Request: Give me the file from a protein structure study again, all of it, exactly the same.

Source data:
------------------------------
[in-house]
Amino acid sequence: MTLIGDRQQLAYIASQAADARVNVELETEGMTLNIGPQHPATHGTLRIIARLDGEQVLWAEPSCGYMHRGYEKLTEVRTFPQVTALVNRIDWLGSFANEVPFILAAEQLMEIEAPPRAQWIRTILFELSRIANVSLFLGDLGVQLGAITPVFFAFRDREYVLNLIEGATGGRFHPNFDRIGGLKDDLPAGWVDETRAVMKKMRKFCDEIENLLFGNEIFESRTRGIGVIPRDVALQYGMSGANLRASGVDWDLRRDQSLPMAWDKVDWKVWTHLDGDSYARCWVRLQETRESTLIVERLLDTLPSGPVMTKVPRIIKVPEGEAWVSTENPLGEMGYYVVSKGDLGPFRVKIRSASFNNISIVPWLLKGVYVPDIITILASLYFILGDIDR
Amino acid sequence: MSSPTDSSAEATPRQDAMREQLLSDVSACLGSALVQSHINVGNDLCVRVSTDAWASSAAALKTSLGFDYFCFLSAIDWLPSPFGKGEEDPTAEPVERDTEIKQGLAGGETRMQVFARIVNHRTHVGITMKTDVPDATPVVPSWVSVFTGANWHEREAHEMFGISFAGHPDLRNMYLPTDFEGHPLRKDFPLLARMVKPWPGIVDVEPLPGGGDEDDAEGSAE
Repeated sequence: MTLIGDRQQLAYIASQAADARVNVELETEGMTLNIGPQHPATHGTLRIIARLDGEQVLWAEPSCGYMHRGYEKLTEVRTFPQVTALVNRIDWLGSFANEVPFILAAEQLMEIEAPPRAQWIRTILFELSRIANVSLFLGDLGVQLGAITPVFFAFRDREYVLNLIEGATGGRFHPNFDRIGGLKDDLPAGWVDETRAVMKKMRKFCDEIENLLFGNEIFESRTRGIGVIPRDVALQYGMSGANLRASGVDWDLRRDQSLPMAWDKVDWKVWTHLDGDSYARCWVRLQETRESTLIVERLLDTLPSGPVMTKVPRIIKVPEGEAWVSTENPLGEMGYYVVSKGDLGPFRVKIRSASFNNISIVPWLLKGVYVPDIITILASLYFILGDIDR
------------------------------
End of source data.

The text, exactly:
[in-house]
Amino acid sequence: MTLIGDRQQLAYIASQAADARVNVELETEGMTLNIGPQHPATHGTLRIIARLDGEQVLWAEPSCGYMHRGYEKLTEVRTFPQVTALVNRIDWLGSFANEVPFILAAEQLMEIEAPPRAQWIRTILFELSRIANVSLFLGDLGVQLGAITPVFFAFRDREYVLNLIEGATGGRFHPNFDRIGGLKDDLPAGWVDETRAVMKKMRKFCDEIENLLFGNEIFESRTRGIGVIPRDVALQYGMSGANLRASGVDWDLRRDQSLPMAWDKVDWKVWTHLDGDSYARCWVRLQETRESTLIVERLLDTLPSGPVMTKVPRIIKVPEGEAWVSTENPLGEMGYYVVSKGDLGPFRVKIRSASFNNISIVPWLLKGVYVPDIITILASLYFILGDIDR
Amino acid sequence: MSSPTDSSAEATPRQDAMREQLLSDVSACLGSALVQSHINVGNDLCVRVSTDAWASSAAALKTSLGFDYFCFLSAIDWLPSPFGKGEEDPTAEPVERDTEIKQGLAGGETRMQVFARIVNHRTHVGITMKTDVPDATPVVPSWVSVFTGANWHEREAHEMFGISFAGHPDLRNMYLPTDFEGHPLRKDFPLLARMVKPWPGIVDVEPLPGGGDEDDAEGSAE
Repeated sequence: MTLIGDRQQLAYIASQAADARVNVELETEGMTLNIGPQHPATHGTLRIIARLDGEQVLWAEPSCGYMHRGYEKLTEVRTFPQVTALVNRIDWLGSFANEVPFILAAEQLMEIEAPPRAQWIRTILFELSRIANVSLFLGDLGVQLGAITPVFFAFRDREYVLNLIEGATGGRFHPNFDRIGGLKDDLPAGWVDETRAVMKKMRKFCDEIENLLFGNEIFESRTRGIGVIPRDVALQYGMSGANLRASGVDWDLRRDQSLPMAWDKVDWKVWTHLDGDSYARCWVRLQETRESTLIVERLLDTLPSGPVMTKVPRIIKVPEGEAWVSTENPLGEMGYYVVSKGDLGPFRVKIRSASFNNISIVPWLLKGVYVPDIITILASLYFILGDIDR